I’ve aspired to become an oncologist for as long as I can remember. In oncology, despite my inability to cure, I can always try to heal. I form connections with patients and their families as they embark on a journey that is quite often their last. I learn from my patients as much as, and at times more than, they learn from me.

But all of this is overshadowed by a sense of heaviness that I frequently encounter as I enter the clinic room. That sense of heaviness hits when a patient tells me of the time when they were placed on a “brief hold” for more than half an hour in order to reach someone to get a prescription refilled or reschedule an appointment. Or when their insurance refused to cover the drug that I had prescribed to them. It is when I hear that clinic visits or treatments are not scheduled due to insurance authorization delays. Or when I’m asked about the cost of drugs and end up having to explain how nobody really knows.

By the time I hear these stories, the “allotted time” for the clinic visit is coming to an end. The emotional burden and physical symptoms of my patient’s cancer diagnosis or chemotherapy side effects often not adequately addressed.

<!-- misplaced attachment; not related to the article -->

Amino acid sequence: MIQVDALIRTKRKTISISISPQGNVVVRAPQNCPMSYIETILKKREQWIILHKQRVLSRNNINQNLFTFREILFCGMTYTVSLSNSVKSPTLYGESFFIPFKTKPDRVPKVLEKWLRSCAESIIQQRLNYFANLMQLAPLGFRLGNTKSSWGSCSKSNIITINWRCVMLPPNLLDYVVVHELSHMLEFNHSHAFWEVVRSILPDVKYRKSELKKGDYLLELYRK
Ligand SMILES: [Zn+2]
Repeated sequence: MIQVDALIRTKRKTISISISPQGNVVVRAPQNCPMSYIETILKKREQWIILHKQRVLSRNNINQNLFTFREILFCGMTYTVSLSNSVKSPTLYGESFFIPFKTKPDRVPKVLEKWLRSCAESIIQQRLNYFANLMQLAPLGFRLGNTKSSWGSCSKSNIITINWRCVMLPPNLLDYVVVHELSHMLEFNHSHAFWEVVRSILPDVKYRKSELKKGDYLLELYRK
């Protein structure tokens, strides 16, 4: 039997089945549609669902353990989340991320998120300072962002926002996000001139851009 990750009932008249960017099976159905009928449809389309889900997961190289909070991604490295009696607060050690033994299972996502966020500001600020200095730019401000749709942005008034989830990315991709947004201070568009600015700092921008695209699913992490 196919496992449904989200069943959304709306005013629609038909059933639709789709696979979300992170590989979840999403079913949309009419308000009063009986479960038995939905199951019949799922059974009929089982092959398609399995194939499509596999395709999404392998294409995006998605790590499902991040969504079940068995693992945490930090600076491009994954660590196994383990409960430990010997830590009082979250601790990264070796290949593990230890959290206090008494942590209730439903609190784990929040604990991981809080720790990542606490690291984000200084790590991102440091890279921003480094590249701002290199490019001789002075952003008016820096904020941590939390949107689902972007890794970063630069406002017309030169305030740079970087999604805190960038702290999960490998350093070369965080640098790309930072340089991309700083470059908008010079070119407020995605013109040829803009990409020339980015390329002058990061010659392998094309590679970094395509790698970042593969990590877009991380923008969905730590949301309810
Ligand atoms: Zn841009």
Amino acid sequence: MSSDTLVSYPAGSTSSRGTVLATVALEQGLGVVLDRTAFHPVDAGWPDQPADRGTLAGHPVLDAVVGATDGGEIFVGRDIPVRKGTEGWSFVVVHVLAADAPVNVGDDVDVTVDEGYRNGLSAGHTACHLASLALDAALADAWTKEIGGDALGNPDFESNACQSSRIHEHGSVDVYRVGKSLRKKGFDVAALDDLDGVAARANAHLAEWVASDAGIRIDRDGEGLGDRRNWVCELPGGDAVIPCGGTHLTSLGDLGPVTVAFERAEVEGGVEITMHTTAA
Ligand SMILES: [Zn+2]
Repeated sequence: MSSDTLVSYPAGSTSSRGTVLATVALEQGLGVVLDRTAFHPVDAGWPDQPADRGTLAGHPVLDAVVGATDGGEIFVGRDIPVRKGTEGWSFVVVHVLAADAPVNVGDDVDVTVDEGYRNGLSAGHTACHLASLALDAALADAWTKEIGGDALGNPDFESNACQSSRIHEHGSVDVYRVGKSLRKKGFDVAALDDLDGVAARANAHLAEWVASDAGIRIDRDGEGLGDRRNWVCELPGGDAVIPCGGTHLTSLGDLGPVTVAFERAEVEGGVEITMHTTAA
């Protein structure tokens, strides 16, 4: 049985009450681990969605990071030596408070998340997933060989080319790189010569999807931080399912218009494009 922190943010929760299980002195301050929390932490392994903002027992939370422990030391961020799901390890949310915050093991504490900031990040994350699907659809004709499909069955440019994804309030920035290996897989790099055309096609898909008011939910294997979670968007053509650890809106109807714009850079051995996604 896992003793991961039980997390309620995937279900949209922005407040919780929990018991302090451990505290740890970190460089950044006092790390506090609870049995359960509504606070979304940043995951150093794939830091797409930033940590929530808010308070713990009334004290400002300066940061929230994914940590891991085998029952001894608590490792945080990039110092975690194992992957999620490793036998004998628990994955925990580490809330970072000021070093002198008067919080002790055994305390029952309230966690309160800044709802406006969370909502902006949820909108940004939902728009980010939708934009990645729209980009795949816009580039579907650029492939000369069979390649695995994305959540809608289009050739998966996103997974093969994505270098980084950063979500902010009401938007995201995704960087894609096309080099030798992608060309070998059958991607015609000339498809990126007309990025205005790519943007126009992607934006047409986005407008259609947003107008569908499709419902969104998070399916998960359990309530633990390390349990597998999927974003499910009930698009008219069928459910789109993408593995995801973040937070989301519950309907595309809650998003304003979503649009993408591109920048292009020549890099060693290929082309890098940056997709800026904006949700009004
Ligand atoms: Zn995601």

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THCB Spotlights|Deven McGraw, CRO of Ciitizen

Deven McGraw is one of America’s best known health privacy lawyers, including a stint at HHS running the Office of Civil Rights. But now she’s a cool startup kid living in Silicon Valley and is the Chief Regulatory Officer at Ciitizen. Ciitizen is focusing on helping people collecting, organizing, and securely sharing their personal health data to improve their care, and was founded by Anil Sethi who previously founded Glimpse and sold it to Apple (where it is now the core of Apple’s Health records product).

For more details, watch Matthew’s interview with Deven below.


ONC & CMS Proposed Rules – Part 5: Business Models

Grant Barrick
Dave Levin

By DAVE LEVIN, MD and GRANT BARRICK